According to a UBS statement of July 31, the U.S. Government has informed the Court in the John Doe Summons case – which concerns private client information and taxation — that the parties have reached an agreement in principle on the major issues and expect to resolve the remaining issues in the coming week.
A status conference among the parties has been set for August 7.
In mid-July, the U.S. government and UBS, supported by the Swiss government, agreed to negotiations for the purpose of resolving the John Doe summons litigation, which is related to tax evasion and client information.
“UBS welcomes the announcement…” the company says in an earlier statement.
In June, the U.S. Justice Department said it would not drop a case seeking the names of 52,000 U.S. clients who may have used the bank to hide some $15 billion in assets from the Internal Revenue Service, but it also indicated that it was open to considering a settlement.
Tax issues have been complicating some expected changes to the U.S. wealth-management division of UBS, according to the Financial Times. The newspaper claims that some former top wirehouse executives, such as Bob McCann (previously with Merrill Lynch) and Sallie Krawcheck (earlier with Citigroup/Smith Barney) have been approached by UBS about working for its U.S. operations.
UBS has not commented on its future plans, but industry consultant Chip Roame speculates that its U.S. wealth operations have been in a bit of an awkward position when it comes to attracting top talent. “Because of the uncertainty involving UBS —- related to the big tax case and rumors of a possible spin-off of its Paine Webber operations — you haven’t seen gainfully employed executives going there, especially those who are happy with their current roles at wirehouses now facing less uncertainty,” says Roame, head of Tiburon Strategic Advisors in Northern California.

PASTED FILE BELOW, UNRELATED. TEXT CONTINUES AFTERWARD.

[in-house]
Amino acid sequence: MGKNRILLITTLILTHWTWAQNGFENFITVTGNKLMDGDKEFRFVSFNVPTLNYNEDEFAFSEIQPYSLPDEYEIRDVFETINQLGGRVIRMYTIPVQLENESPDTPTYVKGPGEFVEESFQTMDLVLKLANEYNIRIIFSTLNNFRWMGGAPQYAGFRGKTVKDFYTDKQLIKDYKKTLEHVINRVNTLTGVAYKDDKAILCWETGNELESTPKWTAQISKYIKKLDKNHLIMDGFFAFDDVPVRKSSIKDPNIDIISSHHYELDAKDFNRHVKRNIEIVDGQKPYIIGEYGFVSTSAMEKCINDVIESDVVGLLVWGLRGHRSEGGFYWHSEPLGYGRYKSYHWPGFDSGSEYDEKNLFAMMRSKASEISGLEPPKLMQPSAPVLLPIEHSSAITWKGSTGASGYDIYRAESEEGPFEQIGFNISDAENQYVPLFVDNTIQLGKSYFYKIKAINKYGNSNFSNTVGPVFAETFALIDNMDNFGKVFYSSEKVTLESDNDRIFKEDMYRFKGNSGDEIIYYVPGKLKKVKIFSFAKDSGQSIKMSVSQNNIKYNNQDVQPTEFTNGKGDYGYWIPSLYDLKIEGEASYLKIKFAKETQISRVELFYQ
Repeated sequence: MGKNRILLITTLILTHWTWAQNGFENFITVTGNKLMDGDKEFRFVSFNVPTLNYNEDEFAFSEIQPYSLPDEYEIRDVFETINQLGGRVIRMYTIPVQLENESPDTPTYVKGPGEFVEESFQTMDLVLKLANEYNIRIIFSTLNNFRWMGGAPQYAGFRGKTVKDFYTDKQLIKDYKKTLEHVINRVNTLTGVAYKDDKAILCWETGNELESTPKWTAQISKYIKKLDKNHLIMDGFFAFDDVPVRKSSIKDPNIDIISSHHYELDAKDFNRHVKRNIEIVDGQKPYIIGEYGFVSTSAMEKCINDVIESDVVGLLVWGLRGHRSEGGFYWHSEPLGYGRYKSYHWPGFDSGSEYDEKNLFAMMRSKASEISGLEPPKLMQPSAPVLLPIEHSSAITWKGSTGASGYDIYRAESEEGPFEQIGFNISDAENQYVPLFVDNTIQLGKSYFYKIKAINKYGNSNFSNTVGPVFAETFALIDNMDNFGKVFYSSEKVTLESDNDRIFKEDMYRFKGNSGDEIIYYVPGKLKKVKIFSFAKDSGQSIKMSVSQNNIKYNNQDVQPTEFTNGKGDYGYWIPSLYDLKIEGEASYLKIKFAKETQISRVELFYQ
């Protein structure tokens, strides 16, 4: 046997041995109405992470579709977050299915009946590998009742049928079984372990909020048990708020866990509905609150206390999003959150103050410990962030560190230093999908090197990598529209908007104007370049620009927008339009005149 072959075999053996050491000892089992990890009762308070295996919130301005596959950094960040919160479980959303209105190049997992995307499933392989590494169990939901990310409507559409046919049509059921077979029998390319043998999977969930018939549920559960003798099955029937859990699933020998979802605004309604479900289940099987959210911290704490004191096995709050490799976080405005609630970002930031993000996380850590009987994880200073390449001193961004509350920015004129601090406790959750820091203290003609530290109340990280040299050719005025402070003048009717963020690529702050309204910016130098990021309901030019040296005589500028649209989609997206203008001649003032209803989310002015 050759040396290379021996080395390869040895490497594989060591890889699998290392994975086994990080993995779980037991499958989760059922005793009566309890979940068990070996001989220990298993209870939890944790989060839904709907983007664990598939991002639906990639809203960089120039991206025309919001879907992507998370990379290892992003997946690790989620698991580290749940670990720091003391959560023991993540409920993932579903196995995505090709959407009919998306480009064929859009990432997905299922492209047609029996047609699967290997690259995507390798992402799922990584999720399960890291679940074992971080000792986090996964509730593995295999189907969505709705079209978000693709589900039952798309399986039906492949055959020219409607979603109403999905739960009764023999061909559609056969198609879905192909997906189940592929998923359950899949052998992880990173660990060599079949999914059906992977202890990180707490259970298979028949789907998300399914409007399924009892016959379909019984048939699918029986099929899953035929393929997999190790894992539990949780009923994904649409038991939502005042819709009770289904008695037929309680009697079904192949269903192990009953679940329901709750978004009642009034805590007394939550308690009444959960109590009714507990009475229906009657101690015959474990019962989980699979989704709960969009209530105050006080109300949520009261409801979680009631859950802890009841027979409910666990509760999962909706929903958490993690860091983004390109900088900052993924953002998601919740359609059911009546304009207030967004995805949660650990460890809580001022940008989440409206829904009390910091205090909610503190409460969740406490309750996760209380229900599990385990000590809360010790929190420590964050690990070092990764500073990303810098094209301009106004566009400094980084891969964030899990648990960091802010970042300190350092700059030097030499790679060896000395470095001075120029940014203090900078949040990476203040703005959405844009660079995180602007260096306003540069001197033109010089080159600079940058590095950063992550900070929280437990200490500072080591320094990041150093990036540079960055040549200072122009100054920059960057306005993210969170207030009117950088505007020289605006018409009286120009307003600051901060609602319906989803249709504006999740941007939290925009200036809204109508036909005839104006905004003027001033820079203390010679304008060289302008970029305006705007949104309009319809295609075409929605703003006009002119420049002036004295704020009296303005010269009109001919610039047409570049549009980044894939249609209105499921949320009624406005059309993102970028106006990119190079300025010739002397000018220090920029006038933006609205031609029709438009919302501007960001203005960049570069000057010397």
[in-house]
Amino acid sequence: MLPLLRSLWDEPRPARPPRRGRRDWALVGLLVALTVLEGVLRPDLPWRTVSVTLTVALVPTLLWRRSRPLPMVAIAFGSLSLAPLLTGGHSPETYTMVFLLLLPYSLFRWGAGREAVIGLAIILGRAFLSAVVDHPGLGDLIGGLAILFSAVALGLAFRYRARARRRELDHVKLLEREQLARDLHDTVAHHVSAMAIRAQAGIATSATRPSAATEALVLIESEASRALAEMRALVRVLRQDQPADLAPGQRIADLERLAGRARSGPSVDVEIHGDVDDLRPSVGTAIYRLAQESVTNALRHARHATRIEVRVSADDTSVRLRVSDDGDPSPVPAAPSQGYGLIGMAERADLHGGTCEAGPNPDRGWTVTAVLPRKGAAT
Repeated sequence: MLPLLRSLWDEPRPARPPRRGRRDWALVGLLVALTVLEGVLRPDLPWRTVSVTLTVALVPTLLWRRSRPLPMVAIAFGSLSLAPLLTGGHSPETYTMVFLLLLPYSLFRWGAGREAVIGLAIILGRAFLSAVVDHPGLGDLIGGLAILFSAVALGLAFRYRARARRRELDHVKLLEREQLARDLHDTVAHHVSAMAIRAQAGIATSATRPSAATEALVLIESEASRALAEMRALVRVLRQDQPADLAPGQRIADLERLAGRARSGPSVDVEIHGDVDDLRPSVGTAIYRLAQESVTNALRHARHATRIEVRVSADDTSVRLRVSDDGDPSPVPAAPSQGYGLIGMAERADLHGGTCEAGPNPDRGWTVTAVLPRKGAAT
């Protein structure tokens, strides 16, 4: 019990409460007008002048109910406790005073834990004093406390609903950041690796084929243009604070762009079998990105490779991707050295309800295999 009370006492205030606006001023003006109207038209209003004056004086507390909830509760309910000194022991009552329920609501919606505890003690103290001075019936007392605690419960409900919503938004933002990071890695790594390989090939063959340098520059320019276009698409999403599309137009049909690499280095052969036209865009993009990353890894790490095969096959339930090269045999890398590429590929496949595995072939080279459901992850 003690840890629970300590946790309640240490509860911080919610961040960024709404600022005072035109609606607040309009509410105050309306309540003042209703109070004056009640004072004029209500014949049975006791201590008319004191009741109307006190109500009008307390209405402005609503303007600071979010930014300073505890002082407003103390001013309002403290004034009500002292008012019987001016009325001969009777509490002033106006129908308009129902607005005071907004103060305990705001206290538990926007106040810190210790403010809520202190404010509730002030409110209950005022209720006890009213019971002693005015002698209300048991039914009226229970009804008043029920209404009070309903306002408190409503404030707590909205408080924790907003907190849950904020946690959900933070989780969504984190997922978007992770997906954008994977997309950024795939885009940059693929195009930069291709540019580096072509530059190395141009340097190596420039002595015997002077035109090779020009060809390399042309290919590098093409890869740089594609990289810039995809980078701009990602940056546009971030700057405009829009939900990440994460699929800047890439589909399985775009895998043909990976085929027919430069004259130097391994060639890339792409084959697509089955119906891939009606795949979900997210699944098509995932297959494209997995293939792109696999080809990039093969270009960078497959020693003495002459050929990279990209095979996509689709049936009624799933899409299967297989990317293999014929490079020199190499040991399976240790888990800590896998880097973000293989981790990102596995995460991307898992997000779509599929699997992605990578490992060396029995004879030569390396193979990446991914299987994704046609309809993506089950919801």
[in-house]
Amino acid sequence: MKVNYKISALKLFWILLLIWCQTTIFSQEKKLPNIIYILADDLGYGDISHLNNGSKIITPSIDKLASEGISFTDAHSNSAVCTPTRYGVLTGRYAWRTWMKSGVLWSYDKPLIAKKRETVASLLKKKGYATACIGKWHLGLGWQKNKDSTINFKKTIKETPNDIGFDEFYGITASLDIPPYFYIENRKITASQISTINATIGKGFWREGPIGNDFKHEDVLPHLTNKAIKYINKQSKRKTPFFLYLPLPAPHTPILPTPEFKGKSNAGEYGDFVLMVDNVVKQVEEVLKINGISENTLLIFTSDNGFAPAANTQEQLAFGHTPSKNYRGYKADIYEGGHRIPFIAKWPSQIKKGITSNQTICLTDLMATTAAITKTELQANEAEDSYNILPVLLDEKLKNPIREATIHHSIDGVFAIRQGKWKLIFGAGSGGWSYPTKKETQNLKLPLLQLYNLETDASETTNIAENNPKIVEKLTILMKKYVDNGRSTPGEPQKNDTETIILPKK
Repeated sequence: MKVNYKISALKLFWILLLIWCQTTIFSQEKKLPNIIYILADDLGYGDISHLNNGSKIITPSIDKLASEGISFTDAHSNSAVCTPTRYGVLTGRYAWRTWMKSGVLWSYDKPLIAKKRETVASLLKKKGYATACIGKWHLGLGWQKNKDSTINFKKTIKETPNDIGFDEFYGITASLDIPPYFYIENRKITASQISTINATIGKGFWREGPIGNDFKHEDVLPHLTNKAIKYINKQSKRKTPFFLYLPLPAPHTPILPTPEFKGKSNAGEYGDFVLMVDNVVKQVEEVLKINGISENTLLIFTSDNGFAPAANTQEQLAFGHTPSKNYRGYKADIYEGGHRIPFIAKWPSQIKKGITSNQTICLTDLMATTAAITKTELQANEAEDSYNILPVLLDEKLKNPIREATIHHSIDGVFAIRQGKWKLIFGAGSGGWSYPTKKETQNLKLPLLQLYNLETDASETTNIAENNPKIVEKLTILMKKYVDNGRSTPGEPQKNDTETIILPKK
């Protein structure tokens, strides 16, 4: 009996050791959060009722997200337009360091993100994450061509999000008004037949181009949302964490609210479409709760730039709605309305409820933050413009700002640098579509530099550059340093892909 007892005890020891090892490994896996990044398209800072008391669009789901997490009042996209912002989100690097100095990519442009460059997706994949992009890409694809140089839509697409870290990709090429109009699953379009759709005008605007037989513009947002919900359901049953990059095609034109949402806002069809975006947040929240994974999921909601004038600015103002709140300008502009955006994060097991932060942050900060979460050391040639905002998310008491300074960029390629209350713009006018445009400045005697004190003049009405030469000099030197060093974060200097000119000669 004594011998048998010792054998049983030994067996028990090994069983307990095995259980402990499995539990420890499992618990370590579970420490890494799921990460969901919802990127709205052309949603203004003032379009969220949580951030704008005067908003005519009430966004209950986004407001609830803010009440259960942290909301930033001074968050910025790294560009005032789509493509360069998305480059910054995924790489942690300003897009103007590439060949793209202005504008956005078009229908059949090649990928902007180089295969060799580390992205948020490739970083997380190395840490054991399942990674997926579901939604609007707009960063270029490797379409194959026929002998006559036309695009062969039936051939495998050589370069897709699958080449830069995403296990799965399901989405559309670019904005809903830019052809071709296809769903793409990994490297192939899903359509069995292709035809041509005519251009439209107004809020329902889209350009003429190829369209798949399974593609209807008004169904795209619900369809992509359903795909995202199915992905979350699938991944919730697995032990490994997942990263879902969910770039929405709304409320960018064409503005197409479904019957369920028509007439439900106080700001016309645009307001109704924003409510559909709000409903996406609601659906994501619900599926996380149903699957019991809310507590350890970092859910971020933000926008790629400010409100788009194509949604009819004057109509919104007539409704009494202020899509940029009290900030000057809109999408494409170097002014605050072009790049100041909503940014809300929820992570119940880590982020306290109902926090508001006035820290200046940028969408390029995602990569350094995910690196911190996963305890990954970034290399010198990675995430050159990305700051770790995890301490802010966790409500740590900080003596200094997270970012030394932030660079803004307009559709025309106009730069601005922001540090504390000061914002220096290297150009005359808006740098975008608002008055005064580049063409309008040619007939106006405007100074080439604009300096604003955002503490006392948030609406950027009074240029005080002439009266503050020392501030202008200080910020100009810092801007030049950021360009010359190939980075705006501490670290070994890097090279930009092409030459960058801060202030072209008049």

But with UBS and U.S. authorities looking somewhat likely to reach a settlement, “One mystery has been solved,” Roame explains. With many former Wall Street executives available at present, “the right contract could go a long way.” And the presence of a veteran broker-dealer manager, like McCann or Krawcheck, could help UBS grow its business and even better position the firm for a future spin-off.
The unit is now led by Marten Hoekstra.
“I don’t see evidence that he isn’t doing well,” says Roame. “UBS could have other plans in mind for him and that might include promoting him or moving him back to Switzerland to manage some private-banking or other operations.”
In March, UBS agreed to sell up to 55 of its U.S. branches to Stifel, Nicolaus & Company by year-end. The branches are located in 24 states and employ more than 500 people, including some 320 financial advisors with assets under management of some $15 billion.
According to UBS, this transaction will allow its U.S. wealth-management division, which includes more than 8,000 FAs, to focus its resources more effectively on high-net-worth and ultra-high-net-worth clients in core markets.
While UBS is likely to stay focused on such clients and its private-banking operations, its broader brokerage operations could be further spun-off in the near few years, Roame believes. “I’m not convinced that the Paine Webber business will be owned by UBS on a long-term basis,” he says. It could sell off the bulk of the brokerage business, but keep a handful of its former Paine Webber brokerage offices in key cities, Roame adds.
In early July, a London-based research group, Scorpio Partnerships, found that Bank of America/Merrill Lynch surpassed UBS in the private-banking field in 2008, putting further pressure on the Swiss firm. (See chart above.)
A month earlier, UBS said, based upon preliminary results for April and May and estimated results for June, it expects to incur a net loss for its second quarter 2009. The majority of the expected loss is attributable to its own credit and restructuring charges that have already been announced.
Still, UBS says, the operating result for the quarter, due to be announced August 4, should represent an improvement compared with the first quarter of 2009, largely because of better market conditions affecting the investment bank and a reduction in losses and write downs on legacy risk positions.